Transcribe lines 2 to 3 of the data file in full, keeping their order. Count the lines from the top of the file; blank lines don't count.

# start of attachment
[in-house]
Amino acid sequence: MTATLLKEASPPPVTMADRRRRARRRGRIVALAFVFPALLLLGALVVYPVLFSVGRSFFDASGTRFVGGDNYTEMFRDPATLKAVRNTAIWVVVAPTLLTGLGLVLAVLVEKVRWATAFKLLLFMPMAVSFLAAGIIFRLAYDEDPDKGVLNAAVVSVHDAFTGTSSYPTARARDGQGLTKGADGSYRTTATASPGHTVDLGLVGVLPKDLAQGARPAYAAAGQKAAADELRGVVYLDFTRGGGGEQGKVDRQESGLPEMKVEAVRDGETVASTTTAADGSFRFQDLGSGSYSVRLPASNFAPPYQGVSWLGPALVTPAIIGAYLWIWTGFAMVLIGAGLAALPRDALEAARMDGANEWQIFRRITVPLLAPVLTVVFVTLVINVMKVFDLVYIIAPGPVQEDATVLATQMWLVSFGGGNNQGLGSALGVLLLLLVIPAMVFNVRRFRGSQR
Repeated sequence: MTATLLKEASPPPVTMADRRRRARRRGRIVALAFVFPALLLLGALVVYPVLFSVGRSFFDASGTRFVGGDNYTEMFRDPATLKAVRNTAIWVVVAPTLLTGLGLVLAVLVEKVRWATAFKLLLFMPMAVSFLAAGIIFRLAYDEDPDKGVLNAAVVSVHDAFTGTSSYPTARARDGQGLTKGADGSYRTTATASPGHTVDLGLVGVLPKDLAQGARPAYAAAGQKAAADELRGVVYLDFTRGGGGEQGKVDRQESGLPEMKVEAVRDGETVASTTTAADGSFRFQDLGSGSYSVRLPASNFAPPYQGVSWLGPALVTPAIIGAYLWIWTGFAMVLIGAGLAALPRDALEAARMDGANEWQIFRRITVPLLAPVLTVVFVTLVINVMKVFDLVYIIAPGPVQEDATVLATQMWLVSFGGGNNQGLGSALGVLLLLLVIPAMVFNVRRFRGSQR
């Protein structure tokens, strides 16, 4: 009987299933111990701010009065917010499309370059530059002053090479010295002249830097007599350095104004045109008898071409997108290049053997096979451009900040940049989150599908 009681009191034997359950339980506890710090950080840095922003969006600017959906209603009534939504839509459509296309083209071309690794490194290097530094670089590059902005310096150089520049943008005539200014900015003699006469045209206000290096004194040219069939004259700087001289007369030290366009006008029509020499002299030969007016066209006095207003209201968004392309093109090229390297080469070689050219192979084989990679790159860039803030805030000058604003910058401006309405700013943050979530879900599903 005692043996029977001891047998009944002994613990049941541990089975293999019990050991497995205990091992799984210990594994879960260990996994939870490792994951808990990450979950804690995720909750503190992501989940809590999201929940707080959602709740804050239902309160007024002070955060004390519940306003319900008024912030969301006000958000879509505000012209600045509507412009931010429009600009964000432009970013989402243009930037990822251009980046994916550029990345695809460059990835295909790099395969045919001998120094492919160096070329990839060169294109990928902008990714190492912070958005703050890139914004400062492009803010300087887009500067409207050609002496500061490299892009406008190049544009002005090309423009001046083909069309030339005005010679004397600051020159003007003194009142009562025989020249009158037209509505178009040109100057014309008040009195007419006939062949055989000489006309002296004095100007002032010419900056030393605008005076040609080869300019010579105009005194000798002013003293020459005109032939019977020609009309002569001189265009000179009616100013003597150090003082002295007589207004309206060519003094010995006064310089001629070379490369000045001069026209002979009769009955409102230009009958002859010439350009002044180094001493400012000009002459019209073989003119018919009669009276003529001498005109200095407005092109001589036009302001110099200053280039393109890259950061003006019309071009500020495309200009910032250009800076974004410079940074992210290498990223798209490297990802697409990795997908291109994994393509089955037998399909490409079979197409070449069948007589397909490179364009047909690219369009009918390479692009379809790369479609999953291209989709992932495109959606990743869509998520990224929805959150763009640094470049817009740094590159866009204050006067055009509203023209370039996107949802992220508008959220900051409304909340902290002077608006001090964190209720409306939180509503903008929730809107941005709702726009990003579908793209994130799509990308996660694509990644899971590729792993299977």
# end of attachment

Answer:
Amino acid sequence: MTATLLKEASPPPVTMADRRRRARRRGRIVALAFVFPALLLLGALVVYPVLFSVGRSFFDASGTRFVGGDNYTEMFRDPATLKAVRNTAIWVVVAPTLLTGLGLVLAVLVEKVRWATAFKLLLFMPMAVSFLAAGIIFRLAYDEDPDKGVLNAAVVSVHDAFTGTSSYPTARARDGQGLTKGADGSYRTTATASPGHTVDLGLVGVLPKDLAQGARPAYAAAGQKAAADELRGVVYLDFTRGGGGEQGKVDRQESGLPEMKVEAVRDGETVASTTTAADGSFRFQDLGSGSYSVRLPASNFAPPYQGVSWLGPALVTPAIIGAYLWIWTGFAMVLIGAGLAALPRDALEAARMDGANEWQIFRRITVPLLAPVLTVVFVTLVINVMKVFDLVYIIAPGPVQEDATVLATQMWLVSFGGGNNQGLGSALGVLLLLLVIPAMVFNVRRFRGSQR
Repeated sequence: MTATLLKEASPPPVTMADRRRRARRRGRIVALAFVFPALLLLGALVVYPVLFSVGRSFFDASGTRFVGGDNYTEMFRDPATLKAVRNTAIWVVVAPTLLTGLGLVLAVLVEKVRWATAFKLLLFMPMAVSFLAAGIIFRLAYDEDPDKGVLNAAVVSVHDAFTGTSSYPTARARDGQGLTKGADGSYRTTATASPGHTVDLGLVGVLPKDLAQGARPAYAAAGQKAAADELRGVVYLDFTRGGGGEQGKVDRQESGLPEMKVEAVRDGETVASTTTAADGSFRFQDLGSGSYSVRLPASNFAPPYQGVSWLGPALVTPAIIGAYLWIWTGFAMVLIGAGLAALPRDALEAARMDGANEWQIFRRITVPLLAPVLTVVFVTLVINVMKVFDLVYIIAPGPVQEDATVLATQMWLVSFGGGNNQGLGSALGVLLLLLVIPAMVFNVRRFRGSQR